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I'm currently creating an application for a customer that will allow them to automatically bill their customers credit cards.

I'm curious as to what are some best practices to safely store and access the credit card information, and for that matter, any other sensitive information, like social security numbers, account numbers and so on.

I'm assuming encryption of some type will be employed, but before I dig in too deep I wanted to see how others are handling these types of requirements.

Not that it matters, but we are designing the software using Microsoft SQL Server for the database, and using C# and ASP.NET.

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6 Answers 6

up vote 5 down vote accepted

Read the PCI requirements. Everything will be there.

Actually, you must follow them.

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Can you elaborate some more ... maybe provide some links? –  mattruma Oct 8 '08 at 22:48
Of course. :) The credit card companies united in an effort against fraud. Now, everyone who handles credit cards needs to follow these requirements. You can read a little about it here: biztechmagazine.com/article.asp?item_id=354 –  mannu Oct 8 '08 at 22:53

1 - don't even collect SSNs unless you really need them. And unless you're a bank or the government, chances are you don't.

2 - don't collect other sensitive info unless you really need to

3 - use whatever controls are appropriate (separate machine for the database, firewalled, access controlled, etc) for the stuff youdo really need to keep.

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Use aggressive standards to secure the host system both in terms of OS and physical security, such as the NSA guidelines.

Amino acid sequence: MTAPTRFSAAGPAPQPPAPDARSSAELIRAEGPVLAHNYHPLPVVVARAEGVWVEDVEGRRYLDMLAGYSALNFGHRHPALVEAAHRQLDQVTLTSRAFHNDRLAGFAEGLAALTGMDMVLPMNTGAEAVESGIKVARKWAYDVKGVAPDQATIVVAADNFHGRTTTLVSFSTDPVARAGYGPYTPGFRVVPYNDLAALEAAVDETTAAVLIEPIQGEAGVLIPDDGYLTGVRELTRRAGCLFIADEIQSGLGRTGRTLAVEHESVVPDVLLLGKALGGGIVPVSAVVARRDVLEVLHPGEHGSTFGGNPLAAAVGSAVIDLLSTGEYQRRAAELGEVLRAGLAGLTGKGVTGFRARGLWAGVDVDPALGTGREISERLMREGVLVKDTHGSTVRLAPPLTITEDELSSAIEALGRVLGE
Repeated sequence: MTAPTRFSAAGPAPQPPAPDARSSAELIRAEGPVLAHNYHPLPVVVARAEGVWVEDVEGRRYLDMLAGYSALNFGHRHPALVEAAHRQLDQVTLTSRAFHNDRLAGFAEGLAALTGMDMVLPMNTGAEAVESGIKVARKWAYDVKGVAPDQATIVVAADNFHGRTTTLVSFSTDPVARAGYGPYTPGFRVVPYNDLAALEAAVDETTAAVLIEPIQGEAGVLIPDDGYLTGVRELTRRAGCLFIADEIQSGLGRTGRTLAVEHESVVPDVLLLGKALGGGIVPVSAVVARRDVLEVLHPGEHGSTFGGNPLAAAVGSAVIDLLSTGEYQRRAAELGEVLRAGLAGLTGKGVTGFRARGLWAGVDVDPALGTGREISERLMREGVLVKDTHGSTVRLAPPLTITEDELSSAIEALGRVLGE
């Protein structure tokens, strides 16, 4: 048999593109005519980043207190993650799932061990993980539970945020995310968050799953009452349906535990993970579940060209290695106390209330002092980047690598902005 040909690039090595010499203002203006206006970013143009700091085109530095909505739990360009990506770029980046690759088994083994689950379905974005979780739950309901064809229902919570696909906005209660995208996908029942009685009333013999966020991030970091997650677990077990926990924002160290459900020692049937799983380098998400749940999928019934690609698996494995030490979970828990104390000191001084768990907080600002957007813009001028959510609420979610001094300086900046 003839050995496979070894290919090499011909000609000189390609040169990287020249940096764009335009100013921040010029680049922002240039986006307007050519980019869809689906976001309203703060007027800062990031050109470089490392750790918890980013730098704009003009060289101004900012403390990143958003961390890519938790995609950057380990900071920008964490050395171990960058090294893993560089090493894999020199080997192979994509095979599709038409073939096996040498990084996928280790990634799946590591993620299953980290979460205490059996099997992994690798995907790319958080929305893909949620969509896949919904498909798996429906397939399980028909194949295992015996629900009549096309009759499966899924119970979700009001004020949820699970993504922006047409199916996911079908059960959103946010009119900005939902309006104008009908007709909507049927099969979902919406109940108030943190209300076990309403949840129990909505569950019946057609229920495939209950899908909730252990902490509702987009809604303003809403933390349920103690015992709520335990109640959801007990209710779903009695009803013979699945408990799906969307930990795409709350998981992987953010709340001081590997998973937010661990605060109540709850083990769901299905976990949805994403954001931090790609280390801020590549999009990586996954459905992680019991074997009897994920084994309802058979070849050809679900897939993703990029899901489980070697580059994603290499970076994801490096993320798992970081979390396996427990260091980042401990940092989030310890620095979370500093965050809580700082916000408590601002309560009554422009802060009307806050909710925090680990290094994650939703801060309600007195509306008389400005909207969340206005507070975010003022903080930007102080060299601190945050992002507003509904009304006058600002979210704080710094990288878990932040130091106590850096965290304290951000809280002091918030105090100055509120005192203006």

Put the database on a separate system from the web server or other functions to prevent physical access and permission escalation exploits.

Program defensively to avoid SQL injection attacks and similar exploits.

When developing, program with security in mind first. Coming back afterwards and applying security will be difficult and error prone.

Try to separate the various parts of the application... i.e. don't use the same viewer or controller for "public" access and "private" access.

Be aware of and comply with all local laws regarding handling of this data... There are a lot of them out there.

Keep a supply of envelopes around to notify your customers in the event of a breach. If you lose information for 26 million customers, you might not be able to acquire enough envelopes to meet the legal timeframe for notifying them of a breach.

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Don't - I mean, do you really need to?

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I wish it was that easy ... but we have to. –  mattruma Oct 8 '08 at 23:01
There is a strong market of third party payment services who can receive the details for you and simply send a you a message when payment has been made. There are alternates like PayPal and you can protect the data with MD5 or SHA1 - discarding trivia such as the exact string of digits. –  Simon Gibbs Oct 8 '08 at 23:17

Different PCI standards compliance is required for different applications. If your application simply collects CC numbers and then submits them to a 3rd party PCI compliant payment gateway, your compliance requirements aren't too bad - provided you don't store the card number or CVV.

In terms of logging, you should "gut" the credit card number, e.g. retain the first 6 digits and last 3 digits but obscure the intermediate digits. Do not log CVV at all.

The PCI standard documents go into great detail, but it all depends on the requirements of your application as to what level of compliance you require.

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Be intimate with the OWASP threats and know precisely how to counter them in your application and framework. It's hard to believe how many people embrace goofy half-solutions to SQL Injection and cross-site Scripting attacks.

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